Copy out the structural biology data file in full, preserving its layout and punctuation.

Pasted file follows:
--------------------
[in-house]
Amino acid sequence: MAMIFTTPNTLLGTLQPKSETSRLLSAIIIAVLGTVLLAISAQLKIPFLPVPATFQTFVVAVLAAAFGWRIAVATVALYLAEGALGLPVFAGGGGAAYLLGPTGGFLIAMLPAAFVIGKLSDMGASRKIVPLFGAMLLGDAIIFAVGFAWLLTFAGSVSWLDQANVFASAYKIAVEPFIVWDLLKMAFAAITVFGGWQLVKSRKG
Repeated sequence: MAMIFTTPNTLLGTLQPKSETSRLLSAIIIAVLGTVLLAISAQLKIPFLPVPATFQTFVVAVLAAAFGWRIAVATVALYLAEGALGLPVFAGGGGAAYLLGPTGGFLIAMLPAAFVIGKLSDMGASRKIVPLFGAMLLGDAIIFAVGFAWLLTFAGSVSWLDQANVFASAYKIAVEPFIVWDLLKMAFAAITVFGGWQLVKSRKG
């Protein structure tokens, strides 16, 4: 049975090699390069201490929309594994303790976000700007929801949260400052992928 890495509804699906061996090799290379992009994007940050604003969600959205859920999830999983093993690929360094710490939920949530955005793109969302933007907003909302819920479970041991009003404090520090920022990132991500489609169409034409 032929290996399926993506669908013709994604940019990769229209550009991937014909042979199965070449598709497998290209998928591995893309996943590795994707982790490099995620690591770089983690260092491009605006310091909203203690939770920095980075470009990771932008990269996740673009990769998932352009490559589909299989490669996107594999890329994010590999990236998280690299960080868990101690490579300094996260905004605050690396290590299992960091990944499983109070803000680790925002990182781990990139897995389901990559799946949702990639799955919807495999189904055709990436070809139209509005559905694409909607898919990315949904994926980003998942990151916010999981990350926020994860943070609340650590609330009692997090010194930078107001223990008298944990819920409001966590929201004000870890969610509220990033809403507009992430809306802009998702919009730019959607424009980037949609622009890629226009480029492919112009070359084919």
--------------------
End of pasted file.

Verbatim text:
[in-house]
Amino acid sequence: MAMIFTTPNTLLGTLQPKSETSRLLSAIIIAVLGTVLLAISAQLKIPFLPVPATFQTFVVAVLAAAFGWRIAVATVALYLAEGALGLPVFAGGGGAAYLLGPTGGFLIAMLPAAFVIGKLSDMGASRKIVPLFGAMLLGDAIIFAVGFAWLLTFAGSVSWLDQANVFASAYKIAVEPFIVWDLLKMAFAAITVFGGWQLVKSRKG
Repeated sequence: MAMIFTTPNTLLGTLQPKSETSRLLSAIIIAVLGTVLLAISAQLKIPFLPVPATFQTFVVAVLAAAFGWRIAVATVALYLAEGALGLPVFAGGGGAAYLLGPTGGFLIAMLPAAFVIGKLSDMGASRKIVPLFGAMLLGDAIIFAVGFAWLLTFAGSVSWLDQANVFASAYKIAVEPFIVWDLLKMAFAAITVFGGWQLVKSRKG
């Protein structure tokens, strides 16, 4: 049975090699390069201490929309594994303790976000700007929801949260400052992928 890495509804699906061996090799290379992009994007940050604003969600959205859920999830999983093993690929360094710490939920949530955005793109969302933007907003909302819920479970041991009003404090520090920022990132991500489609169409034409 032929290996399926993506669908013709994604940019990769229209550009991937014909042979199965070449598709497998290209998928591995893309996943590795994707982790490099995620690591770089983690260092491009605006310091909203203690939770920095980075470009990771932008990269996740673009990769998932352009490559589909299989490669996107594999890329994010590999990236998280690299960080868990101690490579300094996260905004605050690396290590299992960091990944499983109070803000680790925002990182781990990139897995389901990559799946949702990639799955919807495999189904055709990436070809139209509005559905694409909607898919990315949904994926980003998942990151916010999981990350926020994860943070609340650590609330009692997090010194930078107001223990008298944990819920409001966590929201004000870890969610509220990033809403507009992430809306802009998702919009730019959607424009980037949609622009890629226009480029492919112009070359084919």